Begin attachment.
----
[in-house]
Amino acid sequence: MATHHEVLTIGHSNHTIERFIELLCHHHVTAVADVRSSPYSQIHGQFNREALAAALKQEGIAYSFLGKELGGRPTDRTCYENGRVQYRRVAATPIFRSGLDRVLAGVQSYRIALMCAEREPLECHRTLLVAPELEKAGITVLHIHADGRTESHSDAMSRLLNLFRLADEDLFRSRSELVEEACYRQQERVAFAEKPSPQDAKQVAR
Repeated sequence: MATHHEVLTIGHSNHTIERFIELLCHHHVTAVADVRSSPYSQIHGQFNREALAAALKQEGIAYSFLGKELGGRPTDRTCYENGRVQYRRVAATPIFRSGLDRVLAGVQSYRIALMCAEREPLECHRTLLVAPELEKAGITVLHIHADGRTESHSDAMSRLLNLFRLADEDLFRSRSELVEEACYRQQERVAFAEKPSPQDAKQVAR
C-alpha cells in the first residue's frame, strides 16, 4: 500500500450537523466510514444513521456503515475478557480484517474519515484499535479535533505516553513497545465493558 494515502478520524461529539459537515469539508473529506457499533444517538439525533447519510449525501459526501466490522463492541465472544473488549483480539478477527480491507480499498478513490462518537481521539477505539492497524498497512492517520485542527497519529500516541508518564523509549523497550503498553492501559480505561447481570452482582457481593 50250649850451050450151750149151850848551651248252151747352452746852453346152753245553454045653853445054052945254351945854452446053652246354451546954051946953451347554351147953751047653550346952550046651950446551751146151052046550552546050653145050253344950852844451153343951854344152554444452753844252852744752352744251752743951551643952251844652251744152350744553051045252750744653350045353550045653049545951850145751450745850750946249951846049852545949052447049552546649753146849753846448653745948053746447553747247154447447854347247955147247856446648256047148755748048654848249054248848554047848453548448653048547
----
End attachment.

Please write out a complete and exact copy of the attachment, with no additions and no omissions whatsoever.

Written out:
[in-house]
Amino acid sequence: MATHHEVLTIGHSNHTIERFIELLCHHHVTAVADVRSSPYSQIHGQFNREALAAALKQEGIAYSFLGKELGGRPTDRTCYENGRVQYRRVAATPIFRSGLDRVLAGVQSYRIALMCAEREPLECHRTLLVAPELEKAGITVLHIHADGRTESHSDAMSRLLNLFRLADEDLFRSRSELVEEACYRQQERVAFAEKPSPQDAKQVAR
Repeated sequence: MATHHEVLTIGHSNHTIERFIELLCHHHVTAVADVRSSPYSQIHGQFNREALAAALKQEGIAYSFLGKELGGRPTDRTCYENGRVQYRRVAATPIFRSGLDRVLAGVQSYRIALMCAEREPLECHRTLLVAPELEKAGITVLHIHADGRTESHSDAMSRLLNLFRLADEDLFRSRSELVEEACYRQQERVAFAEKPSPQDAKQVAR
C-alpha cells in the first residue's frame, strides 16, 4: 500500500450537523466510514444513521456503515475478557480484517474519515484499535479535533505516553513497545465493558 494515502478520524461529539459537515469539508473529506457499533444517538439525533447519510449525501459526501466490522463492541465472544473488549483480539478477527480491507480499498478513490462518537481521539477505539492497524498497512492517520485542527497519529500516541508518564523509549523497550503498553492501559480505561447481570452482582457481593 50250649850451050450151750149151850848551651248252151747352452746852453346152753245553454045653853445054052945254351945854452446053652246354451546954051946953451347554351147953751047653550346952550046651950446551751146151052046550552546050653145050253344950852844451153343951854344152554444452753844252852744752352744251752743951551643952251844652251744152350744553051045252750744653350045353550045653049545951850145751450745850750946249951846049852545949052447049552546649753146849753846448653745948053746447553747247154447447854347247955147247856446648256047148755748048654848249054248848554047848453548448653048547